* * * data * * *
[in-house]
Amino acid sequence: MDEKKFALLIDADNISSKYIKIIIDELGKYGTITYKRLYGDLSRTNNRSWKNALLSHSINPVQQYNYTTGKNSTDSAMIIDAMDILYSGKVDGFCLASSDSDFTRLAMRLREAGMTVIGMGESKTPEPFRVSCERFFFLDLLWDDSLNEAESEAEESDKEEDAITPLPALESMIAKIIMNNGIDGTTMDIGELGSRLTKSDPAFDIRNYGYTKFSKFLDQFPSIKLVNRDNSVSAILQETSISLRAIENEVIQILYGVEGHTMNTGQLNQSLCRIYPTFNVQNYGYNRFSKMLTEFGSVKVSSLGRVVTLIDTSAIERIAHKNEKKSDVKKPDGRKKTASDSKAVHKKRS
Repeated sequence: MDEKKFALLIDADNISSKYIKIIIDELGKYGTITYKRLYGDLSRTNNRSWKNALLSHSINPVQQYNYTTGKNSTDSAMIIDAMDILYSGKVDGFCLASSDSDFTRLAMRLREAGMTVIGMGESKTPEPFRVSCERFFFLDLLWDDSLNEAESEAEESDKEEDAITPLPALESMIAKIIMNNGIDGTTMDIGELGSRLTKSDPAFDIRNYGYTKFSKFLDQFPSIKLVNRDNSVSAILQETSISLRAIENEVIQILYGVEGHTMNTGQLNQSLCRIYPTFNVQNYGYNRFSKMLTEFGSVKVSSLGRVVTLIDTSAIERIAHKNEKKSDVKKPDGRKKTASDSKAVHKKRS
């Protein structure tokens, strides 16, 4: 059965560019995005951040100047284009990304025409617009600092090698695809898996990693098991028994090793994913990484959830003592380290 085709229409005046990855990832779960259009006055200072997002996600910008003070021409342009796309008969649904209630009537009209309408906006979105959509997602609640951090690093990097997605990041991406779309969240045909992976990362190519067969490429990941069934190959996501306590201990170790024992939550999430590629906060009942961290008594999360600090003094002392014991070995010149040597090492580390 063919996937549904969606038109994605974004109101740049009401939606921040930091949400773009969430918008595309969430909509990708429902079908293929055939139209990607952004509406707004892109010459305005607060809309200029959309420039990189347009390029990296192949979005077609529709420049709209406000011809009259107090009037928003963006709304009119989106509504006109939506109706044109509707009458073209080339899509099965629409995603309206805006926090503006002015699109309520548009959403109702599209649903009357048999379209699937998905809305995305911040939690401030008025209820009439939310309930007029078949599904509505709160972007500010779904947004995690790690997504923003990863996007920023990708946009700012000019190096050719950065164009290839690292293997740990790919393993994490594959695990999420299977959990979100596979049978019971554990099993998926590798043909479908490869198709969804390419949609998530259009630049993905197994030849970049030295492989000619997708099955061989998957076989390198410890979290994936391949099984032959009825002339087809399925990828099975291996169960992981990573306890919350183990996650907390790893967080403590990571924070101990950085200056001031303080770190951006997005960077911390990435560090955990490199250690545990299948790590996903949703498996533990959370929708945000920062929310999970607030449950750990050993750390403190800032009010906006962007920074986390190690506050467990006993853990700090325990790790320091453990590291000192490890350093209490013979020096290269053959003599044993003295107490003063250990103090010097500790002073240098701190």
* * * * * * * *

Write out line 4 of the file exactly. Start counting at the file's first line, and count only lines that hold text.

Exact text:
């Protein structure tokens, strides 16, 4: 059965560019995005951040100047284009990304025409617009600092090698695809898996990693098991028994090793994913990484959830003592380290 085709229409005046990855990832779960259009006055200072997002996600910008003070021409342009796309008969649904209630009537009209309408906006979105959509997602609640951090690093990097997605990041991406779309969240045909992976990362190519067969490429990941069934190959996501306590201990170790024992939550999430590629906060009942961290008594999360600090003094002392014991070995010149040597090492580390 063919996937549904969606038109994605974004109101740049009401939606921040930091949400773009969430918008595309969430909509990708429902079908293929055939139209990607952004509406707004892109010459305005607060809309200029959309420039990189347009390029990296192949979005077609529709420049709209406000011809009259107090009037928003963006709304009119989106509504006109939506109706044109509707009458073209080339899509099965629409995603309206805006926090503006002015699109309520548009959403109702599209649903009357048999379209699937998905809305995305911040939690401030008025209820009439939310309930007029078949599904509505709160972007500010779904947004995690790690997504923003990863996007920023990708946009700012000019190096050719950065164009290839690292293997740990790919393993994490594959695990999420299977959990979100596979049978019971554990099993998926590798043909479908490869198709969804390419949609998530259009630049993905197994030849970049030295492989000619997708099955061989998957076989390198410890979290994936391949099984032959009825002339087809399925990828099975291996169960992981990573306890919350183990996650907390790893967080403590990571924070101990950085200056001031303080770190951006997005960077911390990435560090955990490199250690545990299948790590996903949703498996533990959370929708945000920062929310999970607030449950750990050993750390403190800032009010906006962007920074986390190690506050467990006993853990700090325990790790320091453990590291000192490890350093209490013979020096290269053959003599044993003295107490003063250990103090010097500790002073240098701190």